One renowned vendor seems to have contributed to the 2007 holiday shopping season. That would be Irvine, California, the United States (US)-based Epicor Software Corporation (Nasdaq: EPIC). With over 2,500 employees worldwide and with projected 2007 revenues of $414.5 million (not including the pending acquisition), Epicor is the global leader in the mid-market, serving over 20,000 customers worldwide.
With more than 20 years of operating history (since 1984, including a number of acquisitions and name changes), Epicor today delivers comprehensive enterprise software solutions with a sophistication and maturity that competes with Tier One vendors, but typically at a fraction of the cost associated with these bigger brethren solutions. Namely, these large enterprise systems, though highly functional, have traditionally also been quite complex and expensive to purchase, install, integrate, and maintain.
Epicor designs, develops, markets and supports enterprise applications primarily for use by mid-sized companies. Additionally, it targets the divisions and subsidiaries of larger (Global 1000) corporations worldwide and, lastly, emerging enterprises, which generally consist of companies with annual revenues under $25 million.
Epicor’s business solutions are primarily focused on companies or divisions with between $10 million and $1 billion in annual revenues. For such prospects, the company’s products include back-office applications for manufacturing, supply chain, distribution, and financial accounting, as well as front-office customer relationship management (CRM) applications for sales, marketing and customer service and support.
In addition to offering integrated enterprise resource planning (ERP), CRM, supply chain management (SCM) and professional services automation (PSA) software suites, Epicor has also long provided industry-specific solutions to a range of vertical markets, such as:
Mid 2004, Epicor acquired Scala Business Solutions N.V. , a formerly publicly held software company headquartered in Amsterdam, the Netherlands, whose solutions were also based on a Web services platform and utilized Microsoft technologies. However, even better than Epicor’s above-mentioned products, Scala’s own software and services supported local currencies and accounting regulations, were available in more than 30 languages, and were used by customers in over 140 countries.
The Scala acquisition has since given Epicor a significantly expanded worldwide presence and synergistic product offerings. In fact, as part of its business strategy, Epicor has pursued acquisitions to expand its customer base, global product offering and geographic footprint. The acquisitions of Scala in 2004 and ROI Systems, Inc. in 2003 are typical of this ongoing strategy.
To diversify its offerings outside of the above four strongholds, in December 2005 (pursuant to a stock purchase agreement for about $120 million), Epicor acquired CRS Retail Technology Group, Inc. CRS was a privately-held provider of merchandising and POS software solutions, hardware and services to the retail industry, with about 130 customers at the time. Within a separate business unit, Epicor/CRS applications continue to leverage Microsoft and Java technologies and the unit has over 50,000 in-store systems installed in 32 countries and 10 languages.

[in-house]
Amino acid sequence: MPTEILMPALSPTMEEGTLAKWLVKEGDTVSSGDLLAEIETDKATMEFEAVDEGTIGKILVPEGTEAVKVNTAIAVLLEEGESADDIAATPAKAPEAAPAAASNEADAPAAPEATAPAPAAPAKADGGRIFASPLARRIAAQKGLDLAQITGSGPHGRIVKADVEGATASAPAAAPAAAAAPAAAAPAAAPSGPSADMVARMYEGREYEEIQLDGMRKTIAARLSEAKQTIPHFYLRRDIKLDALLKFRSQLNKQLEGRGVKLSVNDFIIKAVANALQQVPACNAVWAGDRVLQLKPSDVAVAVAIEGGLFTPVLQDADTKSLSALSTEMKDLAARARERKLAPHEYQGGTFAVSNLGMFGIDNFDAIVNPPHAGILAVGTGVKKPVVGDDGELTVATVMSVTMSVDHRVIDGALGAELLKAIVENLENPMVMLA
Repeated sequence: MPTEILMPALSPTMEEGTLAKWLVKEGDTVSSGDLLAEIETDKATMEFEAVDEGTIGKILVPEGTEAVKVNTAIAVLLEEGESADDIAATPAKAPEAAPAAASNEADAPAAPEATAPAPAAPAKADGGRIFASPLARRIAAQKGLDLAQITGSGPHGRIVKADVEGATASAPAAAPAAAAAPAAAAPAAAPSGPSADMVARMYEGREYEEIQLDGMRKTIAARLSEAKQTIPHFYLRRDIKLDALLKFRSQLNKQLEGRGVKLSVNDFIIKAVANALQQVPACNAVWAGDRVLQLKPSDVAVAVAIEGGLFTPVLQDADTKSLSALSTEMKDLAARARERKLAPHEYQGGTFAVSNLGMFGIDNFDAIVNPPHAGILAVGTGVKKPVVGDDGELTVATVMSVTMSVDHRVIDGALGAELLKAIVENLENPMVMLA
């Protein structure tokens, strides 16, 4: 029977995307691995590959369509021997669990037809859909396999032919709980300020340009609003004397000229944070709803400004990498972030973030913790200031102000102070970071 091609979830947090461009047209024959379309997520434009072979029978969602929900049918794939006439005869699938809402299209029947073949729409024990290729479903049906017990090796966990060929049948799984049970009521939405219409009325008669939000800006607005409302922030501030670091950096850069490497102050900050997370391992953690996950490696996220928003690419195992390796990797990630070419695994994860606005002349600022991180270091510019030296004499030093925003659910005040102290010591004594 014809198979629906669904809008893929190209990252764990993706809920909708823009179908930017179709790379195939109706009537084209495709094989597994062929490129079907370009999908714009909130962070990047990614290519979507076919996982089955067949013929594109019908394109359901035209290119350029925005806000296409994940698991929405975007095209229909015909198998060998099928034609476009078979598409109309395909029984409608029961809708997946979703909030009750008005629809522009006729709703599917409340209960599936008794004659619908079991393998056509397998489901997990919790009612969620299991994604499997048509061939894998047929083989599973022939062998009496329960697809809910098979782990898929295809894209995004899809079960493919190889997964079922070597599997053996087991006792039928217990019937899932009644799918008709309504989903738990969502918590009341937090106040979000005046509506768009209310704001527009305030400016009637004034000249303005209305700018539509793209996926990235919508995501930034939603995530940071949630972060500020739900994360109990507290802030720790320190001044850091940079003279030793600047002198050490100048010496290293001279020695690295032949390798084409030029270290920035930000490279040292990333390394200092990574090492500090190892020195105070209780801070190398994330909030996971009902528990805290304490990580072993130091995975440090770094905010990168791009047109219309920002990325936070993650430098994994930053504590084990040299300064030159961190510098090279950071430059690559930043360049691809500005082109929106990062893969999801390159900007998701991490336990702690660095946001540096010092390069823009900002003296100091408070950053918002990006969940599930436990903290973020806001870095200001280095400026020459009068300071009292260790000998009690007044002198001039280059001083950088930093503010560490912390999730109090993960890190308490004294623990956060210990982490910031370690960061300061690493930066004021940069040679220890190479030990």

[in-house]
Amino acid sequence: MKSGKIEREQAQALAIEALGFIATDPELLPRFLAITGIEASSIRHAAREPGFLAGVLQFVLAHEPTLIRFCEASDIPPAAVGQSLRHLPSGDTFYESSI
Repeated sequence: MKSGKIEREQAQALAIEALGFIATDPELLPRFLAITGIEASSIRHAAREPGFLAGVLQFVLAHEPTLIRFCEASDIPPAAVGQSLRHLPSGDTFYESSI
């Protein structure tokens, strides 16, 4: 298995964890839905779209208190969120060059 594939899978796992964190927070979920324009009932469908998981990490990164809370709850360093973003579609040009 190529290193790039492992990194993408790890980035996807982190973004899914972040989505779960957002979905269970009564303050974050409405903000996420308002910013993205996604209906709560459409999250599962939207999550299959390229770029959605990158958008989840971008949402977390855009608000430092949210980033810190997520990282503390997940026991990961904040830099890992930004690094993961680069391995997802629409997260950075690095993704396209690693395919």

The CRS acquisition provided existing Epicor customers new, complementary product offerings. It also created expanded opportunities in the hospitality and retail vertical, particularly in key international markets through increased marketing, improved sales execution, enhanced viability and worldwide sales and support infrastructure.
Epicor/CRS’ retail solutions can support both smaller, single personal computer (PC)-based POS retail outlet scenarios, as well as larger scale, distributed POS environments in specialty, general merchandise retailing and large specialty store chains that require more comprehensive POS, loyalty management and merchandising capabilities.
Looking at the situation from another angle, Epicor/CRS suite can provide both “best-of-breed” point retail solutions for large Tier One retailers, as well as more complete “post-to-host” solutions which can integrate the many elements of the retail supply chain — from the store register through to the enterprise merchandising, planning, selling and financial applications.
Part II of this blog topic will analyze CRS’ contribution to Epicor’s strategy to capitalize on the red-hot retail software market, wherein the traditionally manufacturing- and distribution-oriented vendor took a plunge two years ago. Your views, comments, opinions, etc. about Epicor’s overall corporate strategy and/or its moves within any particular sector are customarily welcome in the meantime.
[…] Part I of this blog topic? ? introduced Epicor Software and its traditional vertical solutions. It? also analyzed Epicor’s forays into the attractive retail sector via the CRS acquisition two years ago. Designed for integration and scalability, the? Epicor/CRS Retail Suite can support a wide variety of retail enterprises’ requirements. […]
[…] complementary retail markets. One should also not neglect the additional opportunity to cross-sell multiple Epicor enterprise resource planning (ERP) products to retailers, while Epicor’s global infrastructure could accelerate international retail […]